06/12/2021 - 2:00pm

Virtually Hosted by Elliott Bay Book Company
Nandana Dev Sen with Karthika Naïr
Virtually Hosted by Elliott Bay Book Company
It may well be with a sense of acrobatic virtual orchestration that we present, with our friends at Tasveer, this program featuring poems by the late, great Bengali poet and prose writer Nabaneeta Dev Sen in the new collection, Acrobat (Archipelago Books), as translated by renowned author, actor, and children’s right activist Nandana Dev Sen, who also happens to be a daughter of Nabaneeta Dev Sen. Nandana Dev Sen, whose homes include Kolkata, London, and New York, will be reading in this program, and in conversation with esteemed poet and Elliott Bay friend, Karthika Naïr, who is from Kerala, but based now in Paris. “Poetry and music are both languages of the heart, so it is a special gift when a great poet of the world is finally well-translated. Here, the legendary Bengali poet, Nabaneeta Dev Sen, is re-birthed in English by her daughter, Nandana Dev Sen. I believe that Acrobat is a book that will rescue us and be loved around the world.” —Gloria Steinem. “There's an aching beauty within each one of these translations. There's assuredness balanced against vulnerability; there's dignity and compassion. Nabaneeta was an acrobatic writer, uniquely able to negotiate the tightropes of language, migration, separation, union and motherhood, one of the most brilliant writers that I ever knew.” —Siddhartha Mukherjee. “Nabaneeta Dev Sen's Acrobat is that rare, majestic creature: a book that, through every page, underscores the quiet high-wire act required from the poet. It is a feat whose complexity is only matched by its mastery in inhabiting the multiple selves of artist, daughter, lover, mother, translator, scholar and more. Here are poems that capture the pleasures and trials of the human experience - desire, decay, mortality, childbirth, bereavement, wonder - with unsparing detail and sensitivity, and celebrate the gift of language which helps us transcend them.”— Karthika Naïr, whose most recent book is the stunning Until the Lions: Echoes from the Mahabharata. Others with early praise for this include Wendy Doniger, Amitav Ghosh, Anita Desai, Arvind Krishna Mehrota, Arshia Sattar, Martha C. Nussbaum, Forrest Gander, and more. Co-presented by Tasveer and Elliott Bay Book Company. Event Registration  
 
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06/14/2021 - 6:00pm

Virtually Hosted by Seattle Public Library
Frank Abe and Tamiko Nimura
Virtually Hosted by Seattle Public Library
Co-authors Frank Abe and Tamiko Nimura, this evening help celebrate their powerful new graphic narrative, We Hereby Refuse: Japanese American Resistance to Wartime Incarceration, with artwork by Ross Ishikawa and Matt Sasaki, and which is co-published by Chin Music Press and the Wing Luke Museum of the Asian Pacific American Experience. Drawn, literally, from intense research, We Hereby Refuse uses three different individuals’ experiences resisting and defying U.S. government decrees that ordered Japanese Americans to be stripped of rights and incarcerated, along with much else. One of them, Jim Akutsu, would be the inspiration for John Okada’s classic novel, No-No Boy. Frank Abe wrote and directed the PBS film on the largest organized resistance to incarceration, Conscience and the Constitution. He won an American Book Award for John Okada: The Life and Rediscovered Work of the Author of No-No Boy, and is co-editing a new anthology of incarceration literature for Penguin Classics. Tamiko Nimura is a Sansei/Pinay freelance writer, editor, and public historian, contributing regularly to Discover Nikkei and the International Examiner. She is working on a children’s book and a family memoir responding to her father’s unpublished memoir of his wartime imprisonment at Tule Lake. She is also the niece of Hiroshi Kashiwagi, one of the principal subjects of We Hereby Refuse. Co-presented by Densho, Seattle Public Library, and Elliott Bay Book Company. event registration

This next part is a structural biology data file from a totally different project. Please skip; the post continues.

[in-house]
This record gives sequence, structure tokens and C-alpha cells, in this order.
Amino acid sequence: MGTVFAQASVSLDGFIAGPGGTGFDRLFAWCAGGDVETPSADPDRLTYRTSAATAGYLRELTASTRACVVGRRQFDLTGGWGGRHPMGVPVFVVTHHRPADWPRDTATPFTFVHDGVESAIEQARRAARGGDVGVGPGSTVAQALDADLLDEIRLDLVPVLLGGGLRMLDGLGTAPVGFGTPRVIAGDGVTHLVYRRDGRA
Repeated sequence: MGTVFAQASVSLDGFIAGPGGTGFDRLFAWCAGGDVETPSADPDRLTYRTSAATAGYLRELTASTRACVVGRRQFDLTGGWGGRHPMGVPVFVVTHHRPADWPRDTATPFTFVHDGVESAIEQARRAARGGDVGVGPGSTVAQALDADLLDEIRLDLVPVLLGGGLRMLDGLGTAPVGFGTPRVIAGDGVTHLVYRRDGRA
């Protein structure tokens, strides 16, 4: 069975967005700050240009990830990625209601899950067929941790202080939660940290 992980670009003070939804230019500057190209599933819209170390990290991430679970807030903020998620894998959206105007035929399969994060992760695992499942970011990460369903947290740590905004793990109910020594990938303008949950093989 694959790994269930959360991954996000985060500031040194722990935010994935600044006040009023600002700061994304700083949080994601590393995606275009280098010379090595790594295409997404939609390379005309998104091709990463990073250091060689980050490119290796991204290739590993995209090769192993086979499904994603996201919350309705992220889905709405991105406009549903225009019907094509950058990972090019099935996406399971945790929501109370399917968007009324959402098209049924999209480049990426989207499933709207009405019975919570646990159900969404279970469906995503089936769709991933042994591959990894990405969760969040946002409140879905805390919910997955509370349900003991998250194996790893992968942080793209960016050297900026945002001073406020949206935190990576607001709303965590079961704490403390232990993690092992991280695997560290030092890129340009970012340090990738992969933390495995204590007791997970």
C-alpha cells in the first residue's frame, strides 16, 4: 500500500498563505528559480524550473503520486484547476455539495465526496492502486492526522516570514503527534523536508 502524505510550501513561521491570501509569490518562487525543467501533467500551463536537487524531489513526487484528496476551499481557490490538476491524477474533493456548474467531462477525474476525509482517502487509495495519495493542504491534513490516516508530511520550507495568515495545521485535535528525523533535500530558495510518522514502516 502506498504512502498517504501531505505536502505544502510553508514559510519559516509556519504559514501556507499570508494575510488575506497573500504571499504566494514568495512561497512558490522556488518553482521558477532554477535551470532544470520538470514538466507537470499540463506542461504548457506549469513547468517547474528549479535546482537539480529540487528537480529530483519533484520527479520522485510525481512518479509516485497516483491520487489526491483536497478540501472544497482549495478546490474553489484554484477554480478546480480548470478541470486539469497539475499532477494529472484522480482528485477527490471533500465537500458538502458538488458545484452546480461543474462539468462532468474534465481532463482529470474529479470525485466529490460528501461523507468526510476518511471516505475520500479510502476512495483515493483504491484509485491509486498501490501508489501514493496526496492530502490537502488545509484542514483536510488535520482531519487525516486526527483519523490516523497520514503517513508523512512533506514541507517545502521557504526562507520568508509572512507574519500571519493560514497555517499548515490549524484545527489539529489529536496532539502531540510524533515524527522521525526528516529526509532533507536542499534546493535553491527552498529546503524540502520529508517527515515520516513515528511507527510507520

06/14/2021 - 7:30pm

Virtually Hosted by Town Hall Seattle
Annette Gordon-Reed
Virtually Hosted by Town Hall Seattle
Pulitzer Prize-winning author and Harvard University historian Annette Gordon-Reed, whose most recent previous book was The Hemingses of Monticello, is virtually here this evening with her timely new book on the story of Juneteenth, its Texas origins, its resonance today, On Juneteenth (Liveright). “In a series of short, moving essays, [Gordon-Reed] explores ‘the long road’ to June 19, 1865, when Maj. Gen. Gordon Granger announced the end of legalized slavery in Texas, the state where Gordon-Reed was born and raised.... No matter what she’s looking at, Gordon-Reed pries open this space between the abstract and particular.... One of the things that makes this slender book stand out is Gordon-Reed’s ability to combine clarity with subtlety, elegantly carving a path between competing positions, instead of doing as too many of us do in this age of hepped-up social-media provocations by simply reacting to them. In On Juneteenth she leads by example, revisiting her own experiences, questioning her own assumptions — and showing that historical understanding is a process, not an end point.” - Jennifer Szalai, New York Times. Presented by Town Hall Civics and the Northwest African American Museum in partnership with Elliott Bay Book Company.   event registration  
 

06/15/2021 - 5:00pm

Virtually Hosted by Random House
Lin-Manuel Miranda, Quiara Alegría Hudes, Jeremy McCarter
Virtually Hosted by Random House
Along with a host of other independent bookstores around the country, we are delighted to join in celebrating publication of In the Heights: Finding Home (Random House), a lush, striking chronicle of what became Lin-Manuel Miranda’s breakout Broadway production. Lin-Manuel Miranda, and collaborators Quiara Alegría Hudes, and writer Jeremy McCarter will also be part of this special presentation. (Pulitzer Prize-winning playwright Quiara Alegría Hudes was also recently presented by Elliott Bay for her brilliant memoir, My Broken Language, appearing in conversation with film director Jon Chu.) Speaking of film and Jon Chu: June 4 will also see the opening of In the Heights as a movie. Tickets ($44) include admission to this exclusive event, a hardcover copy of In the Heights: Finding Home, sales tax, and Media Mail Shipping to addresses within the Continental U.S. only. We’re sorry, we will not have signed books for this event. Please contact Elliott Bay Book Company <events@elliottbaybook.com>with any questions. We can’t wait to see you there! Ticket sales will close at 9:00 AM Pacific Time (12:00 PM ET) on June 15. Zoom links will be sent out 48 hours before the event via Elliott Bay's Eventbrite email. Books will be shipped out after the event.   Event registration